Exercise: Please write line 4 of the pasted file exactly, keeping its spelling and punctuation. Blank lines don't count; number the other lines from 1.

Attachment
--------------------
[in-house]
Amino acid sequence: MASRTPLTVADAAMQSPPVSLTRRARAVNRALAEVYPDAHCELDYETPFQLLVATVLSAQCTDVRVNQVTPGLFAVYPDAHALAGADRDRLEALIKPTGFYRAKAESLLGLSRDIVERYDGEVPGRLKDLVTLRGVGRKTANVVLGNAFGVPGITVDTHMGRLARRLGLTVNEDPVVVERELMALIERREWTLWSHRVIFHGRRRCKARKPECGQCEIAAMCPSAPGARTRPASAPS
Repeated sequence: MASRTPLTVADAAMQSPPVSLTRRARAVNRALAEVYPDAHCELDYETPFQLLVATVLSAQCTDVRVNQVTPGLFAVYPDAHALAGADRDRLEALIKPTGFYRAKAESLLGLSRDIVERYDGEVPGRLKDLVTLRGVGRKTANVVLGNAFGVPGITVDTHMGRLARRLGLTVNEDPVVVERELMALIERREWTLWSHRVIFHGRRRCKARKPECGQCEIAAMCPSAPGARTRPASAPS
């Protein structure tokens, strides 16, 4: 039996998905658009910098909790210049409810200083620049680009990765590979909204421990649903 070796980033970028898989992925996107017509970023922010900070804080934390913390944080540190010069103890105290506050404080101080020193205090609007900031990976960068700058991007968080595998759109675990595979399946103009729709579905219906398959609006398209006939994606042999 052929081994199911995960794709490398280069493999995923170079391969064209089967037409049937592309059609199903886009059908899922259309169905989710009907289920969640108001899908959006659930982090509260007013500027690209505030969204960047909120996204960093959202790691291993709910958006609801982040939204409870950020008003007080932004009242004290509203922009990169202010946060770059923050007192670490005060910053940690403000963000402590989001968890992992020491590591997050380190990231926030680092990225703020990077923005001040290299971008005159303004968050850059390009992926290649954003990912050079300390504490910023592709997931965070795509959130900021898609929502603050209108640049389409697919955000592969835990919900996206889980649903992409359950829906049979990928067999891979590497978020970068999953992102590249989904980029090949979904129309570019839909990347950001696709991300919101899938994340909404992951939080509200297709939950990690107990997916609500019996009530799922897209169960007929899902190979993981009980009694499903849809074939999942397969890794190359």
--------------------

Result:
């Protein structure tokens, strides 16, 4: 039996998905658009910098909790210049409810200083620049680009990765590979909204421990649903 070796980033970028898989992925996107017509970023922010900070804080934390913390944080540190010069103890105290506050404080101080020193205090609007900031990976960068700058991007968080595998759109675990595979399946103009729709579905219906398959609006398209006939994606042999 052929081994199911995960794709490398280069493999995923170079391969064209089967037409049937592309059609199903886009059908899922259309169905989710009907289920969640108001899908959006659930982090509260007013500027690209505030969204960047909120996204960093959202790691291993709910958006609801982040939204409870950020008003007080932004009242004290509203922009990169202010946060770059923050007192670490005060910053940690403000963000402590989001968890992992020491590591997050380190990231926030680092990225703020990077923005001040290299971008005159303004968050850059390009992926290649954003990912050079300390504490910023592709997931965070795509959130900021898609929502603050209108640049389409697919955000592969835990919900996206889980649903992409359950829906049979990928067999891979590497978020970068999953992102590249989904980029090949979904129309570019839909990347950001696709991300919101899938994340909404992951939080509200297709939950990690107990997916609500019996009530799922897209169960007929899902190979993981009980009694499903849809074939999942397969890794190359």